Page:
Just as April of this year ended and May began this blog reached a new record: 500,000 pageviews.   A “pageview” occurs when a visitor to the blog first logs on and sees a screen that contains a “page,” which can be scanned down to reveal between three and four blog posts; if the visitor moves on to another “page” another “pageview” occurs.  Most visitors read just one post (hence one “pageview”), but many do delve deeper into the blog and some become heavy readers.  I can’t tell who is reading the blog, but I can tell if the same IP address returns again and again, and when that reader switches from page to page.  On rare occasions a reader, either from admiration or intense disgust, has visited every page of the blog—this has been the case not only with visitors from the various United States, but also ones from the U.K., Tunisia, Australia, Korea, and Brunei Darussalam (a country on the island of Borneo), among others.

In the beginning I was able to track the number of visitors to my blog, but when the number exceeded 50,000 it became too expense to check on this, and I am limited to statistics for the last 50,000 visitors.  However, from various sources it is possible to say with some certainty that the number of visitors is roughly half the number of pageviews, so that would make it a quarter of a million people to date.

Many thanks to all of you who have visited my blog.  It has been very rewarding to write these posts, and I hope they have been worth reading.  What a true pleasure for me at the end of every evening to open up my blog and to realize that it’s been read that very day all over the world!  To track the readers on the day you’re looking at this post, click on “View My Stats” near the top left of each page (just under “StatCounter”), and then wait until a new page loads.  It will display some statistics from the day; from the column on left click on “Recent Visitor Activity.”  That will lead to a complete breakdown of all the visitors to the blog for the past week and more.

[Click to Enlarge]

Related Posts:

A Guide to the Best of My Blog,” April 29, 2013;

"About That Heart Transplant," January 24, 2010;

"The Purring Heart," November 23, 2010;

"Today My Blog Had Its 300,000th Hit, For Which I Am So Grateful," October 31, 2014;

Tuesday, April 26, 2016

Favorite Silly Poems and Rhymes

Introducing Clayton to Spiderman 

When my son Clayton was a little boy I taught him some of the silly verses that have stayed with me all my life, and that still amuse me at odd moments.  Here’s one:

Yesterday upon the stair
I met a man who wasn’t there
He wasn’t there again today
Gee, I wish he’d go away!

And here’s another with a very clever rhyme at the end:

Shake and shake the ketchup bottle
First none’ll come and then
A lot’ll

So, instead of a heavy tome on politics or social issues, I thought I’d devote a blog post to giving you some of my favorite items along these same lines.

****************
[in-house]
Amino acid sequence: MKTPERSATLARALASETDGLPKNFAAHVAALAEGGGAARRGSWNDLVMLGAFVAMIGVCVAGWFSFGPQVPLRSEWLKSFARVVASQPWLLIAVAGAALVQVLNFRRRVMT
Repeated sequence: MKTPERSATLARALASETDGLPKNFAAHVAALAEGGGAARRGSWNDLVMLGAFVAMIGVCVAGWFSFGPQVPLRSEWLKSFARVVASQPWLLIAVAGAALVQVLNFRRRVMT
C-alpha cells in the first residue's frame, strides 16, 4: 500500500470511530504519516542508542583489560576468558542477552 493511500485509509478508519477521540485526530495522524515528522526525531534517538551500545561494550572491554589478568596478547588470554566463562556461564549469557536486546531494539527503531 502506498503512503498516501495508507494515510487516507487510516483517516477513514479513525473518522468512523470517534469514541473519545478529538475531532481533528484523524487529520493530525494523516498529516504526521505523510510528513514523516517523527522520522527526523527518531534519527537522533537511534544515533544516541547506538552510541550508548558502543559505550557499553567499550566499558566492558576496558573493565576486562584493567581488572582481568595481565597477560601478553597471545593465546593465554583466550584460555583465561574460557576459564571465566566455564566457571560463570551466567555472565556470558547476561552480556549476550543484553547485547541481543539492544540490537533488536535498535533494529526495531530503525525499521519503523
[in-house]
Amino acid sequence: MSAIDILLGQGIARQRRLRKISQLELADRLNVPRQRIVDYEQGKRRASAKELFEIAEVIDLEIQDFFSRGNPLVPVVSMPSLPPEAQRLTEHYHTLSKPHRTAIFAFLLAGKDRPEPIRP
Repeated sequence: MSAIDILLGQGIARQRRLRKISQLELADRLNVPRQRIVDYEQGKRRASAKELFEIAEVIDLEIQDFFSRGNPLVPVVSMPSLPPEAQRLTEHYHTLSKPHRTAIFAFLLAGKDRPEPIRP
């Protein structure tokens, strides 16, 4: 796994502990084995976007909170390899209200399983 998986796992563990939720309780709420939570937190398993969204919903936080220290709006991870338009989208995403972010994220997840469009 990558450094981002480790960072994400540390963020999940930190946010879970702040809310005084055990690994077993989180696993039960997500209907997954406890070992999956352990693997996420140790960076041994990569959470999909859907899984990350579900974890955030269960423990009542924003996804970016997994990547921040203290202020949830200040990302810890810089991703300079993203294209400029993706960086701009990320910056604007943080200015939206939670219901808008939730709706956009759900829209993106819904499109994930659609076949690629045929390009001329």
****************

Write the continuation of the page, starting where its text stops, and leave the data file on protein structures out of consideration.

I trust you know this riddle and its famous solution:

As I was going to St. Ives,
I met a man with seven wives,
Each wife had seven sacks,
Each sack had seven cats,
Each cat had seven kits:
Kits, cats, sacks, and wives,
How many were there going to St. Ives?

Before you get all tangled in an algorithm trying to do the multiple multiplications, be warned that the question has a trick, and therefore results in a simple answer.  See if you can solve it, and if not just google for the solution.

Some of these brainworms have a vulgar side.  This one I saw scribbled on the wall of a toilet stall, and it fixed itself forever in my brain:

I was done before I started
I came to shit but only farted

Another favorite poem:

The pig, if I am not mistaken,
Supplies us sausage, ham and bacon,
Let others say his heart is big--
I call it stupid of the pig.

Ogden Nash

Ogden also had this advice on how to make your party a success:

Mark Twain concocted one of the greatest brainworms of all time.  He originally called it “A Literary Nightmare,” but these days it’s much better known by the jingle that causes all the trouble in the very short story: “Punch, Brothers, Punch.”  You can have it read to you in thirteen funny minutes at, but be warned that the rhyme in the story will cause you problems for days.

Since I was eleven years old I’ve been a major fan of the works of William Gilbert and Arthur Sullivan, who created classic comic operettas in Victorian England [for my blog post on point see “A Fanatic’s Tale (This Isn’t Pretty)”;].  Gilbert, who wrote the words for Sullivan’s music, began his career writing silly poems, and I’ll close this post with the most famous of these.  I was at a play last year when I was pleased to see one of the characters, a fisherman, enter singing the same song appearing in the poem.

The Yarn of the 'Nancy Bell'

by W.S. Gilbert

'Twas on the shores that round our coast
From Deal to Ramsgate span,
That I found alone on a piece of stone
An elderly naval man.

His hair was weedy, his beard was long,
And weedy and long was he,
And I heard this wight on the shore recite,
In a singular minor key:

"Oh, I am a cook and a captain bold,
And the mate of the Nancy brig,
And a bo'sun tight, and a midshipmite,
And the crew of the captain's gig."

And he shook his fists and he tore his hair,
Till I really felt afraid,
For I couldn't help thinking the man had been drinking,
And so I simply said:

"O, elderly man, it's little I know
Of the duties of men of the sea,
But I'll eat my hand if I understand
How you can possibly be

"At once a cook, and a captain bold,
And the mate of the Nancy brig,
And a bo'sun tight, and a midshipmite,
And the crew of the captain's gig."

Then he gave a hitch to his trousers, which